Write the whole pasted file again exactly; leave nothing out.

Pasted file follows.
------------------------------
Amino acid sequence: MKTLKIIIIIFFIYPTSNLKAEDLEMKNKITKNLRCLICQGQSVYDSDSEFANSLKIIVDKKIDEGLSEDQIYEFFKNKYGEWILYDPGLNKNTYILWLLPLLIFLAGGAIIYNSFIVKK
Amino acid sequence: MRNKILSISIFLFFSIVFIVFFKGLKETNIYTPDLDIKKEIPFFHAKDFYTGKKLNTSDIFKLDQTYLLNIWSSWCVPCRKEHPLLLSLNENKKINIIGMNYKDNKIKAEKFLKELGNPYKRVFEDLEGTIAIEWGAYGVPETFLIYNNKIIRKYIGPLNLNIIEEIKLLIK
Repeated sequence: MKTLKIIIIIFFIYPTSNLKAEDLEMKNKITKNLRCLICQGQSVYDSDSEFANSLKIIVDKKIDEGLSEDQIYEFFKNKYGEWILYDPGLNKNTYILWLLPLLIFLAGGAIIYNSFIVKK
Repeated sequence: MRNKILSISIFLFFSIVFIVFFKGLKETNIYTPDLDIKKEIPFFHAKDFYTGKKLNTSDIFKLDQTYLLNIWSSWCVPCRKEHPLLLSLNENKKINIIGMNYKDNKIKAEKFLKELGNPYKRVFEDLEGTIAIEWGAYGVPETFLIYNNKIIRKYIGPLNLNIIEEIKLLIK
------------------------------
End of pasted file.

Amino acid sequence: MKTLKIIIIIFFIYPTSNLKAEDLEMKNKITKNLRCLICQGQSVYDSDSEFANSLKIIVDKKIDEGLSEDQIYEFFKNKYGEWILYDPGLNKNTYILWLLPLLIFLAGGAIIYNSFIVKK
Amino acid sequence: MRNKILSISIFLFFSIVFIVFFKGLKETNIYTPDLDIKKEIPFFHAKDFYTGKKLNTSDIFKLDQTYLLNIWSSWCVPCRKEHPLLLSLNENKKINIIGMNYKDNKIKAEKFLKELGNPYKRVFEDLEGTIAIEWGAYGVPETFLIYNNKIIRKYIGPLNLNIIEEIKLLIK
Repeated sequence: MKTLKIIIIIFFIYPTSNLKAEDLEMKNKITKNLRCLICQGQSVYDSDSEFANSLKIIVDKKIDEGLSEDQIYEFFKNKYGEWILYDPGLNKNTYILWLLPLLIFLAGGAIIYNSFIVKK
Repeated sequence: MRNKILSISIFLFFSIVFIVFFKGLKETNIYTPDLDIKKEIPFFHAKDFYTGKKLNTSDIFKLDQTYLLNIWSSWCVPCRKEHPLLLSLNENKKINIIGMNYKDNKIKAEKFLKELGNPYKRVFEDLEGTIAIEWGAYGVPETFLIYNNKIIRKYIGPLNLNIIEEIKLLIK